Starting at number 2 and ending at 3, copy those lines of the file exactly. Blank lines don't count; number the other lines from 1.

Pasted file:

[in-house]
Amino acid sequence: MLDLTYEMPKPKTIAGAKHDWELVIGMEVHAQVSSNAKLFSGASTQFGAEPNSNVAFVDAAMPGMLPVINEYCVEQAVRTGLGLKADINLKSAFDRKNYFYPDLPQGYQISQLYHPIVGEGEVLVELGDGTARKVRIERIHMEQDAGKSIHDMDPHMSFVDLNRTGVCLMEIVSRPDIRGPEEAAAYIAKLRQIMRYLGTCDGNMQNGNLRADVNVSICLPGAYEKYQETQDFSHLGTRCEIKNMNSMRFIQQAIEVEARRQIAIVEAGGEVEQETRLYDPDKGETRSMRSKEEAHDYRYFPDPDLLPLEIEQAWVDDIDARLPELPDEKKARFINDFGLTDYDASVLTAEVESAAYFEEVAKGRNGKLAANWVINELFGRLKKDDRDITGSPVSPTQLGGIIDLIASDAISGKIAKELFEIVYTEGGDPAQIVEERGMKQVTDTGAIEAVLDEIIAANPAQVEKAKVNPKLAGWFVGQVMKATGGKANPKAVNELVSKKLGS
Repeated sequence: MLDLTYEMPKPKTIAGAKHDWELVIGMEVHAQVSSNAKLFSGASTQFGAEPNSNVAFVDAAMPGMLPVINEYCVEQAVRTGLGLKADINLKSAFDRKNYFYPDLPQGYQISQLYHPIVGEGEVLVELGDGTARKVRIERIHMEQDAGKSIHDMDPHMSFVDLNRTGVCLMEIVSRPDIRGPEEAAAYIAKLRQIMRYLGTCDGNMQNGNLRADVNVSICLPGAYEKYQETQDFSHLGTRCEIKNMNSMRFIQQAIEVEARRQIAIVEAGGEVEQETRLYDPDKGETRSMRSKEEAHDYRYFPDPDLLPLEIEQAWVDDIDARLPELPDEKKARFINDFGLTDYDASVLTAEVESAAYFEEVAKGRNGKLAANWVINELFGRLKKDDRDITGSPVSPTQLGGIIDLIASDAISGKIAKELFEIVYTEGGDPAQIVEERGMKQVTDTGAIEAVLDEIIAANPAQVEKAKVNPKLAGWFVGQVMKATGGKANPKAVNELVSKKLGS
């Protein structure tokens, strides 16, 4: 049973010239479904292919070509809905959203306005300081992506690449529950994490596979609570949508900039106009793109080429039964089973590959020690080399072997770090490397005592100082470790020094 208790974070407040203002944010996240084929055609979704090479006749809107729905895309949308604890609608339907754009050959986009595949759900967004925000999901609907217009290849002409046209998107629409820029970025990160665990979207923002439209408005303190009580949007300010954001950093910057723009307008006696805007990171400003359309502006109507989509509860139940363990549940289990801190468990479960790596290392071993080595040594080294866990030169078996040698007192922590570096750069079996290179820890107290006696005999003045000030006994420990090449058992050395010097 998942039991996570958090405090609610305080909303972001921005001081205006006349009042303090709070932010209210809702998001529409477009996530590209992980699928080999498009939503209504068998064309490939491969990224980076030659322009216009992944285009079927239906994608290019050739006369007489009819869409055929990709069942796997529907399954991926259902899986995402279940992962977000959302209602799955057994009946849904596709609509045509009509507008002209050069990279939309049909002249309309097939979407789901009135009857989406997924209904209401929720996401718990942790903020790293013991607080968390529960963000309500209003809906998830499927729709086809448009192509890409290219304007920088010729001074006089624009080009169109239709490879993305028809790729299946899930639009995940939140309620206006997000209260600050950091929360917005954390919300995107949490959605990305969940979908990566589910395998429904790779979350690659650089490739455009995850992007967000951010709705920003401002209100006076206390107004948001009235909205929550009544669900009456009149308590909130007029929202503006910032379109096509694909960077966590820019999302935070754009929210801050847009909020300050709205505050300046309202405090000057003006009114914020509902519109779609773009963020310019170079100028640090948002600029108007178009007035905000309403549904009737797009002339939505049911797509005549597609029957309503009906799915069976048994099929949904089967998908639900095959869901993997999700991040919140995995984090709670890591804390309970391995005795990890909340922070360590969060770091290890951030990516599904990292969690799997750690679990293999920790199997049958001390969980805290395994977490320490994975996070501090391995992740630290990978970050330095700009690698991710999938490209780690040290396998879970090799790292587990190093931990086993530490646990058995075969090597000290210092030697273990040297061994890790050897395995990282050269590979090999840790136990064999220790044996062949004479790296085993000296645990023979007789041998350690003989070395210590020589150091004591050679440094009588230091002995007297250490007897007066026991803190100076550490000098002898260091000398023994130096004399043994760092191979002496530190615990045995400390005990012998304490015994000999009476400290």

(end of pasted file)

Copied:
Amino acid sequence: MLDLTYEMPKPKTIAGAKHDWELVIGMEVHAQVSSNAKLFSGASTQFGAEPNSNVAFVDAAMPGMLPVINEYCVEQAVRTGLGLKADINLKSAFDRKNYFYPDLPQGYQISQLYHPIVGEGEVLVELGDGTARKVRIERIHMEQDAGKSIHDMDPHMSFVDLNRTGVCLMEIVSRPDIRGPEEAAAYIAKLRQIMRYLGTCDGNMQNGNLRADVNVSICLPGAYEKYQETQDFSHLGTRCEIKNMNSMRFIQQAIEVEARRQIAIVEAGGEVEQETRLYDPDKGETRSMRSKEEAHDYRYFPDPDLLPLEIEQAWVDDIDARLPELPDEKKARFINDFGLTDYDASVLTAEVESAAYFEEVAKGRNGKLAANWVINELFGRLKKDDRDITGSPVSPTQLGGIIDLIASDAISGKIAKELFEIVYTEGGDPAQIVEERGMKQVTDTGAIEAVLDEIIAANPAQVEKAKVNPKLAGWFVGQVMKATGGKANPKAVNELVSKKLGS
Repeated sequence: MLDLTYEMPKPKTIAGAKHDWELVIGMEVHAQVSSNAKLFSGASTQFGAEPNSNVAFVDAAMPGMLPVINEYCVEQAVRTGLGLKADINLKSAFDRKNYFYPDLPQGYQISQLYHPIVGEGEVLVELGDGTARKVRIERIHMEQDAGKSIHDMDPHMSFVDLNRTGVCLMEIVSRPDIRGPEEAAAYIAKLRQIMRYLGTCDGNMQNGNLRADVNVSICLPGAYEKYQETQDFSHLGTRCEIKNMNSMRFIQQAIEVEARRQIAIVEAGGEVEQETRLYDPDKGETRSMRSKEEAHDYRYFPDPDLLPLEIEQAWVDDIDARLPELPDEKKARFINDFGLTDYDASVLTAEVESAAYFEEVAKGRNGKLAANWVINELFGRLKKDDRDITGSPVSPTQLGGIIDLIASDAISGKIAKELFEIVYTEGGDPAQIVEERGMKQVTDTGAIEAVLDEIIAANPAQVEKAKVNPKLAGWFVGQVMKATGGKANPKAVNELVSKKLGS